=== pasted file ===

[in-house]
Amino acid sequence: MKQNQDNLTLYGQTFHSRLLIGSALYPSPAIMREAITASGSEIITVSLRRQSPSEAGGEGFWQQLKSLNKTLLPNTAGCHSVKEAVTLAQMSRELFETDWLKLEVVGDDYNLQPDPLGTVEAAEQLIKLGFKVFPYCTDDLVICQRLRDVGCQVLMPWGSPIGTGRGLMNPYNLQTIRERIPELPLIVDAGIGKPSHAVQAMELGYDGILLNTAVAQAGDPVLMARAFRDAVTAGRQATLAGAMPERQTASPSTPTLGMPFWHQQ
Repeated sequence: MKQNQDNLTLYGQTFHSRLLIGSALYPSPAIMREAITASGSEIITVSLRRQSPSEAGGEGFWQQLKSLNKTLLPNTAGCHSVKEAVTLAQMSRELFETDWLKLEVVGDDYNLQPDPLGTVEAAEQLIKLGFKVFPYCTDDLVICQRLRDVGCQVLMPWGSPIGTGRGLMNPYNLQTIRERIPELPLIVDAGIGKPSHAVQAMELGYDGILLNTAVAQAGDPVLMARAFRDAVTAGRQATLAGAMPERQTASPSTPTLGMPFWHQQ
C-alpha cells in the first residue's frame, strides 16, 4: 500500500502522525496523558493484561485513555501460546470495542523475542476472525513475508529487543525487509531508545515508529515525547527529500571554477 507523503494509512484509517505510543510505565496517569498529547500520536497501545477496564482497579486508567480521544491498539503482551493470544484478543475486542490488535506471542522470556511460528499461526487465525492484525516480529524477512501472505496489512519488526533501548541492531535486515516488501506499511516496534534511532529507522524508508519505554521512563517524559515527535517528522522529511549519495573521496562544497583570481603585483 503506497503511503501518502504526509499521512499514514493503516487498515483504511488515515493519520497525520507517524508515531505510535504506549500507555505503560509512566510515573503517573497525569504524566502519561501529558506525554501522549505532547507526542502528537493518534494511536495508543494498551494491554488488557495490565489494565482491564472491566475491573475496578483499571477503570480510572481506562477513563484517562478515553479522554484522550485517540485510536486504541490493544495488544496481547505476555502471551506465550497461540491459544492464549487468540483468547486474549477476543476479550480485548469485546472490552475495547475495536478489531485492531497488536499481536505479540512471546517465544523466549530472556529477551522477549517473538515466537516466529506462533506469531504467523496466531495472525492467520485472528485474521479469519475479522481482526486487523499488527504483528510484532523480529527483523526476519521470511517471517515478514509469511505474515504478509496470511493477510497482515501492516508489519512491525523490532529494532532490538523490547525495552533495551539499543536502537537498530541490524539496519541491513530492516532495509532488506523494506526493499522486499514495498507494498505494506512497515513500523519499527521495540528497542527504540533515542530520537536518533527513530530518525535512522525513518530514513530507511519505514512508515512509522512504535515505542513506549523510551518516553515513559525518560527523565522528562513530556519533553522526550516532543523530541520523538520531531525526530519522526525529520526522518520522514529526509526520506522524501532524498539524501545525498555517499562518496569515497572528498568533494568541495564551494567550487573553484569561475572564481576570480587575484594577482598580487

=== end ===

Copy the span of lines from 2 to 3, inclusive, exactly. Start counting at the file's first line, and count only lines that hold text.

Amino acid sequence: MKQNQDNLTLYGQTFHSRLLIGSALYPSPAIMREAITASGSEIITVSLRRQSPSEAGGEGFWQQLKSLNKTLLPNTAGCHSVKEAVTLAQMSRELFETDWLKLEVVGDDYNLQPDPLGTVEAAEQLIKLGFKVFPYCTDDLVICQRLRDVGCQVLMPWGSPIGTGRGLMNPYNLQTIRERIPELPLIVDAGIGKPSHAVQAMELGYDGILLNTAVAQAGDPVLMARAFRDAVTAGRQATLAGAMPERQTASPSTPTLGMPFWHQQ
Repeated sequence: MKQNQDNLTLYGQTFHSRLLIGSALYPSPAIMREAITASGSEIITVSLRRQSPSEAGGEGFWQQLKSLNKTLLPNTAGCHSVKEAVTLAQMSRELFETDWLKLEVVGDDYNLQPDPLGTVEAAEQLIKLGFKVFPYCTDDLVICQRLRDVGCQVLMPWGSPIGTGRGLMNPYNLQTIRERIPELPLIVDAGIGKPSHAVQAMELGYDGILLNTAVAQAGDPVLMARAFRDAVTAGRQATLAGAMPERQTASPSTPTLGMPFWHQQ